Shakespeare's Spy

Shakespeare's Spy

by Gary L. Blackwood

Hardcover(Library Binding - Reprint)

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Intrigue, betrayal, and romance surround Widge as we find him back in London and at the center of things, as usual. Queen Elizabeth, Shakespeare's patron, has died, but the new king and his queen love drama-on stage and off. Shakespeare has begun a new play about political intrigue, but real intrigue is close at hand. Someone is stealing from the company, and Shakespeare's scripts must be guarded at all costs-including the one he has given up on and turned over to Widge to finish. Widge finds the glory of being a playwright appealing, especially when there's a pretty girl to impress. But spying is even more exciting!

Readers swept up in the first two adventures about Widge and Shakespeare's players will be enthralled yet again by this third tale with its dramatic twists and turns and an ending worthy of the Bard himself.

Product Details

ISBN-13: 9781417736706
Publisher: Turtleback Books: A Division of Sanval
Publication date: 04/28/2005
Edition description: Reprint
Pages: 279
Age Range: 10 - 14 Years

About the Author

Gary Blackwood is the author of a number of books for young readers. They include The Shakespeare Stealer and Shakespeare's Scribe, the first two award-winning novels about Widge, and, most recently, The Year of the Hangman.

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Shakespeare's Spy 4.5 out of 5 based on 0 ratings. 4 reviews.
bell7 on LibraryThing More than 1 year ago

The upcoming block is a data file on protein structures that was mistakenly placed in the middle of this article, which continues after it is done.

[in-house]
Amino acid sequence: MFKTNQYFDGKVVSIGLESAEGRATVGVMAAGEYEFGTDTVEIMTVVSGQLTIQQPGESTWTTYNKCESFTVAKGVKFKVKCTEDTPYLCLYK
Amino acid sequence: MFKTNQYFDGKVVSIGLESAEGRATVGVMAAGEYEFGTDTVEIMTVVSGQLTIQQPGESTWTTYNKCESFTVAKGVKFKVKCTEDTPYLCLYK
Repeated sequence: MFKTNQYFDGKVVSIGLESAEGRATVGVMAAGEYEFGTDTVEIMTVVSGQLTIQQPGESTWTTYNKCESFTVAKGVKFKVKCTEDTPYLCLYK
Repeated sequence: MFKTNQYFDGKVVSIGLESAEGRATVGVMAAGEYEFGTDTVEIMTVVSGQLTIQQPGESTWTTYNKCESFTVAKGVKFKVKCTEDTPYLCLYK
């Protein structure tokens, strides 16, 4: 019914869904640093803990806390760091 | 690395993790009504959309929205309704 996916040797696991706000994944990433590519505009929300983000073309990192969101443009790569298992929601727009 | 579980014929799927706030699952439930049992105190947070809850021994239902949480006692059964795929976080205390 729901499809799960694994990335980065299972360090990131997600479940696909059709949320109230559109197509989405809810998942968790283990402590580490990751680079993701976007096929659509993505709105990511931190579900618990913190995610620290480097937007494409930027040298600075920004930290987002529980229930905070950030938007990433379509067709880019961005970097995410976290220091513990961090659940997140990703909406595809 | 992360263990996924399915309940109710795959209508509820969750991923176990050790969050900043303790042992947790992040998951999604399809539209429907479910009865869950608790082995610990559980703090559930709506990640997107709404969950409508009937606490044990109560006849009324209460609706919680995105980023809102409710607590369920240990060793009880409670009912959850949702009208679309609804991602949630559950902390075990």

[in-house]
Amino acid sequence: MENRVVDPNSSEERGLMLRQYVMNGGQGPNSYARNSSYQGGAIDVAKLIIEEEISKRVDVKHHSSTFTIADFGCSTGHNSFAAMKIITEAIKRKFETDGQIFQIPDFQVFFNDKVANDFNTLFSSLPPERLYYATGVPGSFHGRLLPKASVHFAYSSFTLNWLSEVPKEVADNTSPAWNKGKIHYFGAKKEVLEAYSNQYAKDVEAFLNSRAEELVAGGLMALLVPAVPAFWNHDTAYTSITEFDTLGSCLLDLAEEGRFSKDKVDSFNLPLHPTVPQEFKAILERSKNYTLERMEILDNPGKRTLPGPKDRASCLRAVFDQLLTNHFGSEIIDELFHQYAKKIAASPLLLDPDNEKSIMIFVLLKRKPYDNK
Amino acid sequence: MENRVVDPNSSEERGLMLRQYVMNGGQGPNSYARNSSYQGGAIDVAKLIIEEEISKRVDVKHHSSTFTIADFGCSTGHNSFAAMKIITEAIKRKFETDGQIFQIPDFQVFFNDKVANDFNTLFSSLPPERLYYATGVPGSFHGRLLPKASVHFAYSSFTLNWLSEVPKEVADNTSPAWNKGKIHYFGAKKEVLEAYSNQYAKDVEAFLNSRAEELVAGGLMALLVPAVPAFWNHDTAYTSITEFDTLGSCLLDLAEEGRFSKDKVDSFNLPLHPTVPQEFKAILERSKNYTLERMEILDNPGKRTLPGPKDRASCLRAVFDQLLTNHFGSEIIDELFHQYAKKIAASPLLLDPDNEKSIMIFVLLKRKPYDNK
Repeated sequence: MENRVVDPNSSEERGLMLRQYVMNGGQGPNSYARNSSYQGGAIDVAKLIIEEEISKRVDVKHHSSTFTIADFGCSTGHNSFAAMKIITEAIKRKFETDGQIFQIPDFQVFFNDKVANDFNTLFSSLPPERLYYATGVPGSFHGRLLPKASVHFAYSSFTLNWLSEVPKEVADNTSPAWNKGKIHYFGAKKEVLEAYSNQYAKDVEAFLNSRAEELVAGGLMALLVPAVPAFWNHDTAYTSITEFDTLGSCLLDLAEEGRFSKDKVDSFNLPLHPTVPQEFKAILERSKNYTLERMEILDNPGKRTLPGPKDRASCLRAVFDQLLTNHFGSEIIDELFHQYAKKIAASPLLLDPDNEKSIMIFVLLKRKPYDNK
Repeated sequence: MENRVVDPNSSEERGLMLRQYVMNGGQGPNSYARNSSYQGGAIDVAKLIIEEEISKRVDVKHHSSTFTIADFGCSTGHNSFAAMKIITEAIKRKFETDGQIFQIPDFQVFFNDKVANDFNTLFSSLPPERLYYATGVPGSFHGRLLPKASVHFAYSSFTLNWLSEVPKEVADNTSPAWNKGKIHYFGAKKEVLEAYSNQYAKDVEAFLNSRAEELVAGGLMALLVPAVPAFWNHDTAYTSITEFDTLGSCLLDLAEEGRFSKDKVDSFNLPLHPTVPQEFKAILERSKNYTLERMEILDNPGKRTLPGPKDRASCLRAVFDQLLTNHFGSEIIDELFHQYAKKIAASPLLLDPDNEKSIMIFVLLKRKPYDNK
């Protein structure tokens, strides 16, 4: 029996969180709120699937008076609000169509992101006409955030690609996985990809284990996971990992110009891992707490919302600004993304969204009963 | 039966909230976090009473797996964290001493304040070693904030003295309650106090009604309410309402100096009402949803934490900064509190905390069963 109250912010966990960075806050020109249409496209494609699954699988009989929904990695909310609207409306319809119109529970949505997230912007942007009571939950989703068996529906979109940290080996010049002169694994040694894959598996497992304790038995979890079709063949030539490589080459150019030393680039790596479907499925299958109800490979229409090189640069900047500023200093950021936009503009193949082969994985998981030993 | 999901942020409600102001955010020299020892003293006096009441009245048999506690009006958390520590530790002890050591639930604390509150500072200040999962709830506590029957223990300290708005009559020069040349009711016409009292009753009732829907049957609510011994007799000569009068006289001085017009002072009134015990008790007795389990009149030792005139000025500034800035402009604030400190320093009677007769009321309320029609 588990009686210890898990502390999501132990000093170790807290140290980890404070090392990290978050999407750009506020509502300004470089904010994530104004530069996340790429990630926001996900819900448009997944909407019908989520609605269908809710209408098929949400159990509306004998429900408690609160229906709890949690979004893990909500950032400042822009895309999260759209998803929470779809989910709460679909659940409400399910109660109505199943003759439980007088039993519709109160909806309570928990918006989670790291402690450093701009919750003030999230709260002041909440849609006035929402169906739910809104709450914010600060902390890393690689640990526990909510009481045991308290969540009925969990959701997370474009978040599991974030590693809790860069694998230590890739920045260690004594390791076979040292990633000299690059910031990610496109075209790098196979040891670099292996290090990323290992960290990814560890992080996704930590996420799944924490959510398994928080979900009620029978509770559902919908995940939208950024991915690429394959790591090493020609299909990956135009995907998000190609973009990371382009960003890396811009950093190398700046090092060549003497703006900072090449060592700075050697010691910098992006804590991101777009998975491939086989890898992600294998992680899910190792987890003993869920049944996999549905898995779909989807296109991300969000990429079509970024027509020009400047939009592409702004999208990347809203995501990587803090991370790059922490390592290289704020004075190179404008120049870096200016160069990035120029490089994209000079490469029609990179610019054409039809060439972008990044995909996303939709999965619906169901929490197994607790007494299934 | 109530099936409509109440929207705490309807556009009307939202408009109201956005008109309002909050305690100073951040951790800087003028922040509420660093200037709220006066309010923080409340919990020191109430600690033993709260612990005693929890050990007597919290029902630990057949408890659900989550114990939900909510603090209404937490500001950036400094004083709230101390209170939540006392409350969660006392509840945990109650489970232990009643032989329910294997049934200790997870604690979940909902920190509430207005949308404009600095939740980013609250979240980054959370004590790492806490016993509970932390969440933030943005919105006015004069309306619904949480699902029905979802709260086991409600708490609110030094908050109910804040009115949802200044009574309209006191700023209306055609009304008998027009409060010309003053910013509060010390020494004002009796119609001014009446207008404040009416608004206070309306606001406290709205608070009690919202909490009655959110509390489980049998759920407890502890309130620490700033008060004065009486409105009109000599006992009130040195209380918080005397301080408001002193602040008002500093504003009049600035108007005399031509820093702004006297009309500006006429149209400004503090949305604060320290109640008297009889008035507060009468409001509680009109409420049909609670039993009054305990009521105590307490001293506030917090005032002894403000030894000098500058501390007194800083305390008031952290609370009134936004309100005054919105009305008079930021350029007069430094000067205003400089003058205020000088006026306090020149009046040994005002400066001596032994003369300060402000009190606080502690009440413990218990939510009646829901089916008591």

As one of the prentices in the Chamberlain's Men, Widge has plenty to worry about: the plague, Queen Elizabeth's health and what that means for the future of theater in England, and the competition between his company (Shakespeare's company) and the Admiral's Men.Like the other books in the series, Shakespeare's Spy is rife with historical details and definitely well-researched. I recognized both historical fact and surmise related to Shakespeare that I first learned in college classes, and it was fun to see Blackwood's take on it. Though Widge is a really fun character, I was often frustrated with the loose plot in which the most interesting elements were loose ends tied up from the previous two books. I never felt fully invested in what was happening, and things happened in such a meandering manner that I wasn't made to feel any tension either.
Anonymous More than 1 year ago
Anonymous More than 1 year ago
Guest More than 1 year ago
A theif steals scripts and costumes from The Lord Chamberlain's Men. A young boy falls hoplessly in love. This boy must prove himself innosent, for he is the prime suspect. Widge, an apprentice to the players, learns how to deal with growing up in this tale of suspicion and love. He overcomes the taunts of fellow apprentices as his voice cracks, the shareholder's suspicions that he is a theif, and the pain of young love. Towards the beginning of our tale, Widge and his friends visit a fortune teller with a knack for being correct in unexpected ways. The fortunes seem to come true quite often towards the end of the book. Though the fortune teller seems a little out of context for a book about Shakespeare, I loved it. This book is great for any person who likes historical fiction, and it teaches a lot about Shakespeare and the period of time he lived in.